Exploring Kitaev Magnetism Beyond the Honeycomb Lattice
Mar 24, 2023
2:30PM to 3:30PM
Date(s) - 24/03/2023
2:30 pm - 3:30 pm
Prof. Pat Clancy
Dept. of Physics and Astronomy, McMaster University
The properties of heavy 5d transition metal oxides, such as iridates and osmates, are often remarkably different from those of their lighter 3d counterparts. In particular, the presence of strong spin-orbit coupling (SOC) can give rise to a variety of exotic quantum states, including spin-orbital Mott insulators, topological insulators, Weyl semimetals, and quantum spin liquids. In materials based on edge-sharing octahedral crystal structures, large SOC can also lead to unconventional magnetism, and a form of highly anisotropic, bond-directional Ising interaction known as the Kitaev interaction. The first, and best known, experimental realizations of Kitaev magnetism are honeycomb lattice materials: the 5d iridates A2IrO3 (A = Na, Li) and the 4d halide ?-RuCl3. These compounds have attracted considerable attention due to predictions of a Kitaev quantum spin liquid with exotic anyonic excitations. However, there has recently been growing interest in the search for Kitaev magnetism in other families of materials with different lattice geometries. In this talk, I will describe several candidates for Kitaev magnetism beyond the honeycomb lattice. This will include (1) potential face-centered-cubic (fcc) Kitaev systems, such as the double perovskite iridates (A2BIrO6) and iridium halides (A2IrX6), and (2) potential realizations of Kitaev chains in quasi-1D iridates.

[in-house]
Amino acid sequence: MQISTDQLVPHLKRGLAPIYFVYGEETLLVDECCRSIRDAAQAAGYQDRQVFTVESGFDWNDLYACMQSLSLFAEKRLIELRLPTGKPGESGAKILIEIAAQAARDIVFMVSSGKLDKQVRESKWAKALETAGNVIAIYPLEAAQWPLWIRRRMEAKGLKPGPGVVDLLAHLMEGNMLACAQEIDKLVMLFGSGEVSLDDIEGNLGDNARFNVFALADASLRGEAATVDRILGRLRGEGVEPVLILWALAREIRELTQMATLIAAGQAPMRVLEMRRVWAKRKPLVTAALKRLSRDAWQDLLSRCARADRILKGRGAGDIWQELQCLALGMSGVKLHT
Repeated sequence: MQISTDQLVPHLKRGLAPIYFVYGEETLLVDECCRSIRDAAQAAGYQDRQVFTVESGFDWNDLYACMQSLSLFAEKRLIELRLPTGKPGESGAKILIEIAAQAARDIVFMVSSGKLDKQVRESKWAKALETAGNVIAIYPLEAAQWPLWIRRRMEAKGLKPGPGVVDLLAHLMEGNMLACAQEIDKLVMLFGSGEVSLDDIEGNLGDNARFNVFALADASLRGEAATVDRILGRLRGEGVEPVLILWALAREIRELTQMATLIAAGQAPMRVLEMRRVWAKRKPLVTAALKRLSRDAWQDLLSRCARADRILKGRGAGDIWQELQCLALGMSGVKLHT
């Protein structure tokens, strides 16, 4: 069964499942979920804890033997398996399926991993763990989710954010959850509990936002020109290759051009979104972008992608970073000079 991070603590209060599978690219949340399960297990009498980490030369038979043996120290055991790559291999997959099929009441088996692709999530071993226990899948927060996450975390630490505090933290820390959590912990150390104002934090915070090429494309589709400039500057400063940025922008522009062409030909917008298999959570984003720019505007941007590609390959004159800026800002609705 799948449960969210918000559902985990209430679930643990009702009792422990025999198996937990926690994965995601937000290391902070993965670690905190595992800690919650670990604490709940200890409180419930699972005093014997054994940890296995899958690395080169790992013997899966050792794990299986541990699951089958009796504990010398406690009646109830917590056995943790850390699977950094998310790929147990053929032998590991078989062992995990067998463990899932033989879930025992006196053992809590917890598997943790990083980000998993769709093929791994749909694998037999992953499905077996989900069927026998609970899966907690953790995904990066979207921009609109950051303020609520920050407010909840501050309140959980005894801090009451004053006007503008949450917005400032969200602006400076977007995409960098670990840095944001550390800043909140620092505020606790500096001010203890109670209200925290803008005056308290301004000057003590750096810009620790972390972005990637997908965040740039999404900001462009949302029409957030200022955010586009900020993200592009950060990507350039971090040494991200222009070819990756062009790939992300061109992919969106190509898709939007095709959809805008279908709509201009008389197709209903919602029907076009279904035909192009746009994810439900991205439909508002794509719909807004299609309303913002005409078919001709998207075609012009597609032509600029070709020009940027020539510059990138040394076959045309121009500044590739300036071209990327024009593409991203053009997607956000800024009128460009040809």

Pat Clancy is an Assistant Professor in the Dept. of Physics and Astronomy at McMaster University and a member of the Brockhouse Institute for Materials Research. His research focuses on the study of novel quantum materials, such as low-dimensional and geometrically frustrated magnets, spin-orbit-driven materials, and high temperature superconductors. In particular, Pat’s research group specializes in sample synthesis and crystal growth of new materials, and the investigation of their structural and magnetic properties using x-ray and neutron scattering techniques. Pat received his B.Sc. in Physics from St. Francis Xavier University, and his M.Sc. and Ph.D. in Physics from McMaster. He completed a postdoctoral fellowship at the University of Toronto, and has previously held positions as an Assistant Professor at Trent University and as a neutron instrument scientist at the McMaster Nuclear Reactor. He has held Banting, Heater, and McCall MacBain postdoctoral fellowships, and was awarded the John Charles Polanyi Prize in Physics for Early Career Research.